The permanent collection of the Roberto Polo Museum. Centre for Modern and Contemporary Art of Castile-La Mancha and its temporary exhibitions will reflect my vision in art, which is tantamount to saying that I have always acquired art with knowledge more than money. My approach has been scientific, not speculative. I have acquired art, not signatures, except when I was able to discover, identify, works of art by famous artists to which others were blind. My acquisitions have sprung not only from passion, but also from a profound knowledge of art history and theory. Having been formed as a visual artist, art historian and philosopher helped greatly. That is not to say that the museum’s permanent collection will not feature extraordinary and unique masterpieces by celebrated nineteenth and twentieth century masters, such as Henri Edmond Cross, Honoré Daumier, Eugène Delacroix, Max Ernst, Wassily Kandinsky, László Moholy-Nagy, Hermann Max Pechstein, Karl Schmidt-Rottluff, Oskar Schlemmer, Gustave Miklos and many others, but also by those who are equally important, but had fallen into oblivion until I came along, identified their relevance in the history of art and began acquiring their work. Among the latter category are masterpieces by the Belgian artists Marthe Donas, Marc Eemans, Pierre-Louis Flouquet, Paul Joostens, Karel Maes, Xavier Mellery, Victor Servranckx, Léon Spilliaert and Georges Vantongerloo.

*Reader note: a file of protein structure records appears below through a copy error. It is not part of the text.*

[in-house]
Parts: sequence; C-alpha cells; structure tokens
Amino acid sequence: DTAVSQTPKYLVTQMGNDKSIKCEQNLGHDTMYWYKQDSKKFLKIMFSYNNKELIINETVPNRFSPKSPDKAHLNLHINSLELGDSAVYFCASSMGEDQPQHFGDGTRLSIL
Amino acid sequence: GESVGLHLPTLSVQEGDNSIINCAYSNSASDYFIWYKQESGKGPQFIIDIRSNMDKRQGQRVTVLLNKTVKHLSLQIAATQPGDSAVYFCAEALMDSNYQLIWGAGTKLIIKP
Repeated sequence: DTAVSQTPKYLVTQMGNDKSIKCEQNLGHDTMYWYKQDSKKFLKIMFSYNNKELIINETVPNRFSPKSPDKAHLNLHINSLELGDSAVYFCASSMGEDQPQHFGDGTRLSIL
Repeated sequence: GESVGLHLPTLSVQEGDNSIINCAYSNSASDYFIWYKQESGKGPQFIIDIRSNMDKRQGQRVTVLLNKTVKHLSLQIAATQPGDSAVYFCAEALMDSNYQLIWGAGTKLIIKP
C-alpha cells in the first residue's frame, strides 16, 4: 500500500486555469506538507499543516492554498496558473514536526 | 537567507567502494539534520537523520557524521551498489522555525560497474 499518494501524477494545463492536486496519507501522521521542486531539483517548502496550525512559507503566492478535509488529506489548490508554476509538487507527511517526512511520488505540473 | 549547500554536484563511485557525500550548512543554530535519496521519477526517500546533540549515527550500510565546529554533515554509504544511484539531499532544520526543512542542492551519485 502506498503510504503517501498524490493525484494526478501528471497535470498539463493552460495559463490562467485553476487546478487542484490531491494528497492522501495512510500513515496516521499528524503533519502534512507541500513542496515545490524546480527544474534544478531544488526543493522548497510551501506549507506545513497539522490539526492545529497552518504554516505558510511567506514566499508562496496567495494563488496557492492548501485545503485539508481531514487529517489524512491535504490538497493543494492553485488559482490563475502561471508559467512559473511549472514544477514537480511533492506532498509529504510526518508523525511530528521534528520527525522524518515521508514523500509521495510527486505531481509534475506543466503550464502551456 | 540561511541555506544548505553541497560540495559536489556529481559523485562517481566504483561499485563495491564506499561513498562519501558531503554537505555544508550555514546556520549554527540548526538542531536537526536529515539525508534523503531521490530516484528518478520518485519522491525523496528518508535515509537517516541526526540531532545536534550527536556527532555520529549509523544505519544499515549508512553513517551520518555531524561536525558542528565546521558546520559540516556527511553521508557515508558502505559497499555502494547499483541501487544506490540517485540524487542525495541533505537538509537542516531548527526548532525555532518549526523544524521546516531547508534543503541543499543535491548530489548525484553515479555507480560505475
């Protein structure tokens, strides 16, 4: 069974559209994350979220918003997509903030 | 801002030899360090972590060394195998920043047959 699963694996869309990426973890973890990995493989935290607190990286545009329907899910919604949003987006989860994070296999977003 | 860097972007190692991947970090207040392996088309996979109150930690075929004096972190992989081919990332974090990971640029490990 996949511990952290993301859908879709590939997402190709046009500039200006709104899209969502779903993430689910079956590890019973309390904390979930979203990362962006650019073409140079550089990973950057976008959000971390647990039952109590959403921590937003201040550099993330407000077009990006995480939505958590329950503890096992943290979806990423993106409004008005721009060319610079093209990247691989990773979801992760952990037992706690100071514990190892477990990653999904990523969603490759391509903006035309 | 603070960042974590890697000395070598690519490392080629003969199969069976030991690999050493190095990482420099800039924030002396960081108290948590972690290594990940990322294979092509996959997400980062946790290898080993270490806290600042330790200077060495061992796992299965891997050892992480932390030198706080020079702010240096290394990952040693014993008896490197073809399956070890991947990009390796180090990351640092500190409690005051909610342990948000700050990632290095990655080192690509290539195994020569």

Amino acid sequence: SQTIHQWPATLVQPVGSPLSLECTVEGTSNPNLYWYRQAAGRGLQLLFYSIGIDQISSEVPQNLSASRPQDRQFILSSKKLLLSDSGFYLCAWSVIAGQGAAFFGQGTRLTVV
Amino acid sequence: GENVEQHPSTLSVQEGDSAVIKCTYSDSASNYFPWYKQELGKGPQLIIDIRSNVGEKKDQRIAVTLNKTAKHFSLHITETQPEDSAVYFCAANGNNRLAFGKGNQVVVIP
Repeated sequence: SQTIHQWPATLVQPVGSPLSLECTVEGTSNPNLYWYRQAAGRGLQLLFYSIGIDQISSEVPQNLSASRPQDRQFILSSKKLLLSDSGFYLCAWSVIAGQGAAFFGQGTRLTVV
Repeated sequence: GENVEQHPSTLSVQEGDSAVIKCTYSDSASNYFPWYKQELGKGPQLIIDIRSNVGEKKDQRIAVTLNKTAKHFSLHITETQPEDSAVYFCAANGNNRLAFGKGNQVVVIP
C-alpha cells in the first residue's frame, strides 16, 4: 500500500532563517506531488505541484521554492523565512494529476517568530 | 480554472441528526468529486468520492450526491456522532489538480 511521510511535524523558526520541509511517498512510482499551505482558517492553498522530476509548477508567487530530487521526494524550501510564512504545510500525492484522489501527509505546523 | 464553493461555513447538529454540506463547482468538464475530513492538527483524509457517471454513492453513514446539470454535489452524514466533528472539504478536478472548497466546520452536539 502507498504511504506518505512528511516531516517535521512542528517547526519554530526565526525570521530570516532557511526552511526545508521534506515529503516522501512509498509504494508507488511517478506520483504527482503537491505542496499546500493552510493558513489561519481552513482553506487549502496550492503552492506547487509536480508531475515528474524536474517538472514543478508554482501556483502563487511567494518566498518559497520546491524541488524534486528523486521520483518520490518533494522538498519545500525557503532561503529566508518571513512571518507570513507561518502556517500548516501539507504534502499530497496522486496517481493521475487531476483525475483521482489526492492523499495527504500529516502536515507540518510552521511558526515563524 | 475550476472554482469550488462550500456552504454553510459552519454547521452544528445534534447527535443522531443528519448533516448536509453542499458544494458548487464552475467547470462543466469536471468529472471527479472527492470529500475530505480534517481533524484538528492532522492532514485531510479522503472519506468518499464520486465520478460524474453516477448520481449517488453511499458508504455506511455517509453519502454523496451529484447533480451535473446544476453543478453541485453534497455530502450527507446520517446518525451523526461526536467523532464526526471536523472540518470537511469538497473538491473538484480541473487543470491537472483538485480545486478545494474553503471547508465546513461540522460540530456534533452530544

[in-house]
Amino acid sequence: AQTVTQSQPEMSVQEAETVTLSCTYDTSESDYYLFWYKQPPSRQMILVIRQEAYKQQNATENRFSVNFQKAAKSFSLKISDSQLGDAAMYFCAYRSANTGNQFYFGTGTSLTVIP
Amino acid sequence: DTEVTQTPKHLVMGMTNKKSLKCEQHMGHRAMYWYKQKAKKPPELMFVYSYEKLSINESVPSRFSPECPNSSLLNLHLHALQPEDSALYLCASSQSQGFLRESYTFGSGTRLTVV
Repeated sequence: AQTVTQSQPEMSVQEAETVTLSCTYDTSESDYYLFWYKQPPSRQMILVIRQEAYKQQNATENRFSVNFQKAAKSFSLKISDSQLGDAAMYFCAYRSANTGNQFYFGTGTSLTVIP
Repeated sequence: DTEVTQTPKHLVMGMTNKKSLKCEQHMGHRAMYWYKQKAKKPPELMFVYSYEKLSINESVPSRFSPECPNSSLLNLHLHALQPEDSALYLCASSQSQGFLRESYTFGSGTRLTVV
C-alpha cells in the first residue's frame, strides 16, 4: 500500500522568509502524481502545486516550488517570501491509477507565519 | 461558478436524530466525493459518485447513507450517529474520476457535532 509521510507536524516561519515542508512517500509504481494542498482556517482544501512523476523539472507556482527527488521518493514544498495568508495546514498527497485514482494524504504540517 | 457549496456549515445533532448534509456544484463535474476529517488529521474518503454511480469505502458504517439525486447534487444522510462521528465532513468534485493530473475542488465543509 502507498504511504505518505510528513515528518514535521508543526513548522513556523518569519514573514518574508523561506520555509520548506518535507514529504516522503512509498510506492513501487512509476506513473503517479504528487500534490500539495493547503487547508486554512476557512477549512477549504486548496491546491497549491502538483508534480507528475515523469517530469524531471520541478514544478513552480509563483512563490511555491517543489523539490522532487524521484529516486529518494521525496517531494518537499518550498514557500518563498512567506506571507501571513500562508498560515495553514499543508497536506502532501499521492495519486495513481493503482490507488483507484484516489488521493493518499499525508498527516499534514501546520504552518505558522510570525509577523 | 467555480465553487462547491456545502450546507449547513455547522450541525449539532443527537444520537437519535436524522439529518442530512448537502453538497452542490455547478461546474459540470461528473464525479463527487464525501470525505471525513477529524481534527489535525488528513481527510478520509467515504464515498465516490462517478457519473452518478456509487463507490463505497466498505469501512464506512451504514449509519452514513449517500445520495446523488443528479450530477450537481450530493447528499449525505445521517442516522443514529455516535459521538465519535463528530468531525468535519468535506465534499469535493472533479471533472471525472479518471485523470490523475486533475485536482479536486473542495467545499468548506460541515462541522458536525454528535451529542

RV: With your architect Pablo Rodríguez Frade, how much influence do you have in the finalized design of both museums?
The Founding and Artistic Director of the Roberto Polo Museum. Centre for Modern and Contemporary Art of Castile-La Mancha, Rafael Sierra, and I, are privileged to collaborate with the excellent Spanish architect, Juan Pablo Rodríguez Frade, not only on the design of the museum’s permanent collection installation, but also on decisions pertaining to the temporary exhibition spaces and the buildings’ exteriors.
RV: Are there any special architectural elements you wish to discuss pre-opening that you can share with us?